22 December 2014

Visualized: Liverpool 2-2 Arsenal

Previous Match Infographics: Manchester United (a), Basel (h), Sunderland (h), Leicester (a), Stoke (h), Ludogorets (a), Crystal Palace (a), Chelsea (h), Real Madrid (a), Newcastle (a), Hull (h), Real Madrid (h), QPR (a), West Brom (h), Basel (a), Everton (h), West Ham (a), Ludogorets (h), Aston Villa (h), Tottenham (a), Manchester City (a), Southampton (h)

As always, match data from Stats Zone, except shot location from Squawka and average player position from ESPN FC.


It's a very small sample size, but there has been a noticeable difference in Liverpool's attacking output since the switch to 3-4-2-1.



I'm using the match at Villa as the beginning of the comparison, as that was Liverpool's first match without Sturridge.

Unfortunately, that improvement in attacking output hasn't translated into goals. Liverpool averaged slightly more than a goal per game between in the 12 matches between Villa (h) and Sunderland (h); Liverpool's averaging a goal per game in the last two matches, with two against Arsenal and none against United.

But, yes, there has been a vast improvement in the underlying shot statistics. Not only in total output, but location. In that earlier 12-match stretch, 50% of Liverpool's shots came inside the box, 28.4% in the Danger Zone (six-yard box and center of the 18-yard box). In the last two matches, it's 54.3% in the box and 43.5% in the Danger Zone. You'd have to believe that the goals will come if Liverpool can continue this output.

But then there are matters at the other end of the pitch.



Liverpool are allowing fewer shots, but more are on-target. And there are a lot more goals. In those 12 earlier matches, Liverpool's opponents averaged 9.33 shots per goal. In the last two matches, it's 3.6 shots per goal.

That's bad. That's very, very bad. United and Arsenal are better in attack that almost every opponent Liverpool faced during that 12-match stretch except for Chelsea, but that's still a damning indictment of both Liverpool and Brad Jones.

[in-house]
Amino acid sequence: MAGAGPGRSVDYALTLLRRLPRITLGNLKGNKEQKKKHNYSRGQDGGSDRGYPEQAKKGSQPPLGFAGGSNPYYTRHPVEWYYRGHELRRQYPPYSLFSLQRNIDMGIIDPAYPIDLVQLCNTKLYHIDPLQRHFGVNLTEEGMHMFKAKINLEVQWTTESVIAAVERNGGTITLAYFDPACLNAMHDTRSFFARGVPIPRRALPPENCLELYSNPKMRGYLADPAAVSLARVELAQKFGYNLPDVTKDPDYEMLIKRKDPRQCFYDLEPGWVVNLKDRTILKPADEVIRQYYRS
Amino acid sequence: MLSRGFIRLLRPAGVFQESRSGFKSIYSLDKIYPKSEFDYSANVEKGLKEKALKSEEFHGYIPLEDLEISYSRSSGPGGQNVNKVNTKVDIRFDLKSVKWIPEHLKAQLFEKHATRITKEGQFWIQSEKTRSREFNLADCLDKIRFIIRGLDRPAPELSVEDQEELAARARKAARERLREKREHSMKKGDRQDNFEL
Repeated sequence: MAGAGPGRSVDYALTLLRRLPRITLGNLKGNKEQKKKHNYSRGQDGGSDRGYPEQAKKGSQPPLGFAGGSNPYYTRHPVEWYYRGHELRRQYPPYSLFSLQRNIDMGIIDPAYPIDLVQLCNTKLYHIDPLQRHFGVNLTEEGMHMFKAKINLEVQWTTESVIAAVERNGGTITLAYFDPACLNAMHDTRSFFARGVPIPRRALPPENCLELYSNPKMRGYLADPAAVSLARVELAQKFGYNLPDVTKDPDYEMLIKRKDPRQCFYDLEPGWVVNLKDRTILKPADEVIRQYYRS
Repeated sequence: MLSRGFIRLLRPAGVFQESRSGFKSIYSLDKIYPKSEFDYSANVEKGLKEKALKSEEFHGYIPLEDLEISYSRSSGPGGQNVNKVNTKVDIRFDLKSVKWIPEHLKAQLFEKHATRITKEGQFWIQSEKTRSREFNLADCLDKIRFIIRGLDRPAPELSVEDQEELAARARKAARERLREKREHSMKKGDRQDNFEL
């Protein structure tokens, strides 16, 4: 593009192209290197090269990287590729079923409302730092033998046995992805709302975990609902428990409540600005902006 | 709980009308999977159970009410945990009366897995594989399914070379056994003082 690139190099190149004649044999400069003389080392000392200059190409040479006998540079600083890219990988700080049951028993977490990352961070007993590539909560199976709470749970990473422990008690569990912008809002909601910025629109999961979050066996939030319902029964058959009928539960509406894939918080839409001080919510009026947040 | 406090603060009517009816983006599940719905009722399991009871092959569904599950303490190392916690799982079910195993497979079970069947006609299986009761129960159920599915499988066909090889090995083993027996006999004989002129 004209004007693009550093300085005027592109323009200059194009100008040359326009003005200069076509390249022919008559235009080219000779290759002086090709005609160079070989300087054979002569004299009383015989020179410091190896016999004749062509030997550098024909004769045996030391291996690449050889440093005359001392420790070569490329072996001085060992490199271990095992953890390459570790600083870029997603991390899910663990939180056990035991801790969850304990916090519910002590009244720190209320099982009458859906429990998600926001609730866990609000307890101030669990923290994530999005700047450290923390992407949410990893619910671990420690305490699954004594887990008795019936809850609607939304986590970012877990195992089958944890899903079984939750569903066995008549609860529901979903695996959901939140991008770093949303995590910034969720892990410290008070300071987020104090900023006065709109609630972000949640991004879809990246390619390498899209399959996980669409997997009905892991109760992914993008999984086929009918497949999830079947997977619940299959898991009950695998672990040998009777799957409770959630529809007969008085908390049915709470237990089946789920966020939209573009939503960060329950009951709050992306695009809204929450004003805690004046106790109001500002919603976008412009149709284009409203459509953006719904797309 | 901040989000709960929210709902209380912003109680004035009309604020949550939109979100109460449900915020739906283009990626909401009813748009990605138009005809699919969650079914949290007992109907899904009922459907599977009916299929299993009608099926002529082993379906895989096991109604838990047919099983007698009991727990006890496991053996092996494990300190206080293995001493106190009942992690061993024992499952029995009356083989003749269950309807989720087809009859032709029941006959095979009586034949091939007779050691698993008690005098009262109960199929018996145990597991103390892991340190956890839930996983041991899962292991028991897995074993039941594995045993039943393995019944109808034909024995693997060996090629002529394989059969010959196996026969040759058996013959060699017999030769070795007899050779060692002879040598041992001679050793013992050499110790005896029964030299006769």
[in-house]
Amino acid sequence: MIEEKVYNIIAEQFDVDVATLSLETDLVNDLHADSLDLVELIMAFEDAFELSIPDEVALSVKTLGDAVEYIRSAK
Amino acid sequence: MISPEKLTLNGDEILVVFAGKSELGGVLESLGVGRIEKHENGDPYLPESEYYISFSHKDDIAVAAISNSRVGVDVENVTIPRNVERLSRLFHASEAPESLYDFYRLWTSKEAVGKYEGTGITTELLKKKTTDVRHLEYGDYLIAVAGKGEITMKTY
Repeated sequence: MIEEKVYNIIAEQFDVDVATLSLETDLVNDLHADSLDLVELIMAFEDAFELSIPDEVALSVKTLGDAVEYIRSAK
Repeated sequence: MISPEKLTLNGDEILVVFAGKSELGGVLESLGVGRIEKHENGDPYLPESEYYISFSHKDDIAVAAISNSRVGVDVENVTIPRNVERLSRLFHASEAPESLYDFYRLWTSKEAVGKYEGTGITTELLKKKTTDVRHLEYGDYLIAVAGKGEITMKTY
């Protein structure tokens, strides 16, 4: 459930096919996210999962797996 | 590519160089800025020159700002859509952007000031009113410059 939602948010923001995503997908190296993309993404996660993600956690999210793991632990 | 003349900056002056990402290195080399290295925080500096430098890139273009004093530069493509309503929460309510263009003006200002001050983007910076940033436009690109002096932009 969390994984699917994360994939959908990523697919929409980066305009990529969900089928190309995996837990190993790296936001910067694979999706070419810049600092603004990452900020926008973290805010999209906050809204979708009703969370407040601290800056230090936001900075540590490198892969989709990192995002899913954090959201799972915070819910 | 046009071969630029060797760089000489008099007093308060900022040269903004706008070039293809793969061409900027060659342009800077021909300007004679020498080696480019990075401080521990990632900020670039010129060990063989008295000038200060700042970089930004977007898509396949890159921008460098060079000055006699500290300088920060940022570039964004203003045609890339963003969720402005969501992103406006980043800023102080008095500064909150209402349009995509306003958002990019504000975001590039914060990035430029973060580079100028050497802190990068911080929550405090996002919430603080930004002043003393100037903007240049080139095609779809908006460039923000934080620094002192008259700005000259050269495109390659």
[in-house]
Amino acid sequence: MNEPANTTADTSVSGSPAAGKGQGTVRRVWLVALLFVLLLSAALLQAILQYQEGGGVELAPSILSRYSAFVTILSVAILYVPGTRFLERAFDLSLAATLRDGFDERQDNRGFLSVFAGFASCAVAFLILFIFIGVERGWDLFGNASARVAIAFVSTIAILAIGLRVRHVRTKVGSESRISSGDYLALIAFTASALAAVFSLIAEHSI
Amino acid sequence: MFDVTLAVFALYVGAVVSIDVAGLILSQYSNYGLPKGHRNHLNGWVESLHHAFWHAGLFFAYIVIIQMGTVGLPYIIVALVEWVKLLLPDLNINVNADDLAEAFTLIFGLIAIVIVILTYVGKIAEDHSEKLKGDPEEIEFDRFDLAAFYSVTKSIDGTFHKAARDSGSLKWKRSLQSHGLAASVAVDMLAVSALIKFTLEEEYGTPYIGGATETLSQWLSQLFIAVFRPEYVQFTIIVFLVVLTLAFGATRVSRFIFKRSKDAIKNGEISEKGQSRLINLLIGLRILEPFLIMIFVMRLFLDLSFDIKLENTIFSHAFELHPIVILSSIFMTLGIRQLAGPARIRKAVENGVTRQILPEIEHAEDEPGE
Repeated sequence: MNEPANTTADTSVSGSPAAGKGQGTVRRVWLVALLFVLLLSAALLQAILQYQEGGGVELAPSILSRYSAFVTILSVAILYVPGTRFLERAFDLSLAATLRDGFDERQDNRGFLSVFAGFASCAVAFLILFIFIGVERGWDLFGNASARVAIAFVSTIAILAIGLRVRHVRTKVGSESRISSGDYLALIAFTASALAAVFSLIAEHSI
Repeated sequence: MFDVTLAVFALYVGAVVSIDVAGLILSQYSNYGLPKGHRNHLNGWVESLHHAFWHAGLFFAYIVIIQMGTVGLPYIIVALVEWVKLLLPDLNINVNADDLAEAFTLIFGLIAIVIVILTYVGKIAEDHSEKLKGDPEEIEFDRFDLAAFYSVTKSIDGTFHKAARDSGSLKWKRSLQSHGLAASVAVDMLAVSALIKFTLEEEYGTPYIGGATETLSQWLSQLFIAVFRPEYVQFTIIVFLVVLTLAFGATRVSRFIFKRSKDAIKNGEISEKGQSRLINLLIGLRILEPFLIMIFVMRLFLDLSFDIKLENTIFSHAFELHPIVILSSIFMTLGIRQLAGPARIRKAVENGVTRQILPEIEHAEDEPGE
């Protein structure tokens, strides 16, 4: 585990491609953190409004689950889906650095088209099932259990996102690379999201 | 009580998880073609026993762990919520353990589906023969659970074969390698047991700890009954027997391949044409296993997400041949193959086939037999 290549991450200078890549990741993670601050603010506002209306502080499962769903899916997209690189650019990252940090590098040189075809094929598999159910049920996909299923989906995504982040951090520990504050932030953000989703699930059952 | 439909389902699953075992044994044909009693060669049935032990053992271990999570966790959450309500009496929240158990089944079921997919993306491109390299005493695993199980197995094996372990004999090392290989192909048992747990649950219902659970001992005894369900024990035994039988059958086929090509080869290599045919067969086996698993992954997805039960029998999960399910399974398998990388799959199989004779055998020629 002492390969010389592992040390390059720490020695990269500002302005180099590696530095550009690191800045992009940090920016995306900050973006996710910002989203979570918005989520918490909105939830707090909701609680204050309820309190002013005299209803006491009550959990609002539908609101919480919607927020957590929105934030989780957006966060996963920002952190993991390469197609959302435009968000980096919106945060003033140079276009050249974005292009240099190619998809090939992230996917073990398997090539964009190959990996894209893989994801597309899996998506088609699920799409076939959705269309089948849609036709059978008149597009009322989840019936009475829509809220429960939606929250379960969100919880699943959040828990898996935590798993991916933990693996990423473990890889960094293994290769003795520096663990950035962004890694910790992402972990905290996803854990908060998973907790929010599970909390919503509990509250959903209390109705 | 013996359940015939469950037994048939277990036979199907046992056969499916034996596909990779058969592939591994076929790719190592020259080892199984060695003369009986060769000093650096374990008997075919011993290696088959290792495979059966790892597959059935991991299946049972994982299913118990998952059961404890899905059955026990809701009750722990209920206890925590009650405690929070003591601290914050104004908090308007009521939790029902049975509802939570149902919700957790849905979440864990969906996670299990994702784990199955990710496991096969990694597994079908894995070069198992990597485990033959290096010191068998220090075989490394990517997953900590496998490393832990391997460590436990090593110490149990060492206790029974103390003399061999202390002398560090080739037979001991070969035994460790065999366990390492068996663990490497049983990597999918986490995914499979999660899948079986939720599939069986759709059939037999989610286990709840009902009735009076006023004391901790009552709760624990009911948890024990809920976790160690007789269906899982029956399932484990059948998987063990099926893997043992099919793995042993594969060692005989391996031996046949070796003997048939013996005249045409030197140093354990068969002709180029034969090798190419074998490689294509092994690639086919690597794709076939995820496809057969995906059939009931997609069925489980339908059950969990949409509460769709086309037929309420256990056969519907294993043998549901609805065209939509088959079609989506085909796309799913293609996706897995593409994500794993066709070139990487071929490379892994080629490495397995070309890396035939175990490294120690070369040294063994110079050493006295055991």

In Jones' defense, Liverpool are allowing those shots in more dangerous positions. During that 12-match stretch, 50.7% of the opposition's shots came inside the box, 31.4% in the Danger Zone. In the last two matches, it's 61.1% in both the 18-yard box and the Danger Zone; every single shot that United and Arsenal took inside the penalty box came in the Danger Zone. That's a recipe for disaster. Liverpool are not helping Brad Jones, but Jones also isn't helping himself.

Liverpool's 32 successful tackles were the most this season, the most since the 3-2 win over Norwich last April. Liverpool 64.7% possession was the third highest total of the season, behind Aston Villa (h) and Hull (h), two opponents nowhere near as capable as Arsenal are.

On the whole, Liverpool fared better than they usually do against Arsenal, last season's 5-1 home win not withstanding.



At home under Rodgers, Liverpool had won 5-1 and drawn 2-2. Liverpool lost both matches at the Emirates two goals to none. For the most part, yesterday's statistics were slightly better than we'd seen in previous against Arsenal, and the result wasn't out of the ordinary either. Which, again, is an improvement on Liverpool's recent form.

So yes, we saw some better from Liverpool. There are signs for optimism, signs this side can get its act together. The next five matches should be a lot easier than the previous two.

But we also saw the result ruined by the same problems that've have plagued the side all season: defensive issues on set plays and counters, and Liverpool's ability to convert its chances.

21 December 2014

Liverpool 2-2 Arsenal

Goals:
Coutinho 45'
Debuchy 45+2'
Giroud 64'
Skrtel 90+7'

Ridiculous Liverpool is more enjoyable than boring Liverpool but this team's still not good enough. Liverpool did a lot of good things, but Liverpool only drew 2-2 – and were lucky to do so – because Liverpool is still Liverpool.

Liverpool took 27 shots. Arsenal took seven. This match finished 2-2, and only because Liverpool finally scored from their 10th corner in the 97th minute, their first goal from a corner this season.

Brad Jones has faced nine shots on target in the last two matches. Brad Jones has allowed five goals. He wasn't the only Liverpool player at fault for either goal – as usual, we've a few scapegoats to choose from – but both of Arsenal's goals should have been saved: late to react to the first, the second scored between his legs.